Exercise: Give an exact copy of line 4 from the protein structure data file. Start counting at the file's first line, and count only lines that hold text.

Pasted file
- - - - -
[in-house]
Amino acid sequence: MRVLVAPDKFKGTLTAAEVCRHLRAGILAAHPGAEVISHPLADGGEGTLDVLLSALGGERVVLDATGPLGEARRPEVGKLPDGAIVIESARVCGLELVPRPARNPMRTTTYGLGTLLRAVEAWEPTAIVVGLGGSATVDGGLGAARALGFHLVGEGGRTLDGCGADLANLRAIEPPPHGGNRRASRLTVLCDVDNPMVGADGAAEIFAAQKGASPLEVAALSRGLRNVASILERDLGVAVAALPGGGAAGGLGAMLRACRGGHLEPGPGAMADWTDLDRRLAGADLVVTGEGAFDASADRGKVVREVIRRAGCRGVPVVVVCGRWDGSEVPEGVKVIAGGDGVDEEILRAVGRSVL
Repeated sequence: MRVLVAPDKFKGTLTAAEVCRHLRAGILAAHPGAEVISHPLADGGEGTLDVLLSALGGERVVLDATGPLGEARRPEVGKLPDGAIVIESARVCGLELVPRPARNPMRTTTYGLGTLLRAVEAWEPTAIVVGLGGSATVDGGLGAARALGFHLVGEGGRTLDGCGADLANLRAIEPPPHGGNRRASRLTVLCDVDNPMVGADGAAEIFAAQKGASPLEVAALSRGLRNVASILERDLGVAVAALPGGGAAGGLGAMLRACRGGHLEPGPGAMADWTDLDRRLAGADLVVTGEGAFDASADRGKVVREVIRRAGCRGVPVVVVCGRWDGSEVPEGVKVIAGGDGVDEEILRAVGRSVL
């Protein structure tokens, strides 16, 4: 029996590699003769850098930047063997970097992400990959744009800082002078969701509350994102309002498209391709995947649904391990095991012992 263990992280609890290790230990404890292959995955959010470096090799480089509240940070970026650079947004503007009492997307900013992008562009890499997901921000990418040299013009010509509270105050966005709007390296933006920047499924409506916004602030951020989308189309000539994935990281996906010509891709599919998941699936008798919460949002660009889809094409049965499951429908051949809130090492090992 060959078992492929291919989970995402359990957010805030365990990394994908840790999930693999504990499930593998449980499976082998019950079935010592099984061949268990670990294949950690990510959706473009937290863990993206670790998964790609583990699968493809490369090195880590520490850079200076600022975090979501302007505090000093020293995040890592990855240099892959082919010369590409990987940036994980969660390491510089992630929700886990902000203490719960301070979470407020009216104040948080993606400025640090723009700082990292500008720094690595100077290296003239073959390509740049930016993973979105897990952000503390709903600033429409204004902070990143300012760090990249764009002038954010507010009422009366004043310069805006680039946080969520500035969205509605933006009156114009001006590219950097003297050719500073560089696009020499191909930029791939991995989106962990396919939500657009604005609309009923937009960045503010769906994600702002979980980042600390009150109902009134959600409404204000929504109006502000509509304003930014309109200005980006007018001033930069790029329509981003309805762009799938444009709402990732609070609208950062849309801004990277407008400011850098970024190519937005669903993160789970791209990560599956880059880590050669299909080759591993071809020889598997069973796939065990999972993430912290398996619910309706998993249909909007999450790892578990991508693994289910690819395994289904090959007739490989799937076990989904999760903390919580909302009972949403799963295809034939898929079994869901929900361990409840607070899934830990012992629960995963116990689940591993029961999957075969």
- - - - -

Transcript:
């Protein structure tokens, strides 16, 4: 029996590699003769850098930047063997970097992400990959744009800082002078969701509350994102309002498209391709995947649904391990095991012992 263990992280609890290790230990404890292959995955959010470096090799480089509240940070970026650079947004503007009492997307900013992008562009890499997901921000990418040299013009010509509270105050966005709007390296933006920047499924409506916004602030951020989308189309000539994935990281996906010509891709599919998941699936008798919460949002660009889809094409049965499951429908051949809130090492090992 060959078992492929291919989970995402359990957010805030365990990394994908840790999930693999504990499930593998449980499976082998019950079935010592099984061949268990670990294949950690990510959706473009937290863990993206670790998964790609583990699968493809490369090195880590520490850079200076600022975090979501302007505090000093020293995040890592990855240099892959082919010369590409990987940036994980969660390491510089992630929700886990902000203490719960301070979470407020009216104040948080993606400025640090723009700082990292500008720094690595100077290296003239073959390509740049930016993973979105897990952000503390709903600033429409204004902070990143300012760090990249764009002038954010507010009422009366004043310069805006680039946080969520500035969205509605933006009156114009001006590219950097003297050719500073560089696009020499191909930029791939991995989106962990396919939500657009604005609309009923937009960045503010769906994600702002979980980042600390009150109902009134959600409404204000929504109006502000509509304003930014309109200005980006007018001033930069790029329509981003309805762009799938444009709402990732609070609208950062849309801004990277407008400011850098970024190519937005669903993160789970791209990560599956880059880590050669299909080759591993071809020889598997069973796939065990999972993430912290398996619910309706998993249909909007999450790892578990991508693994289910690819395994289904090959007739490989799937076990989904999760903390919580909302009972949403799963295809034939898929079994869901929900361990409840607070899934830990012992629960995963116990689940591993029961999957075969």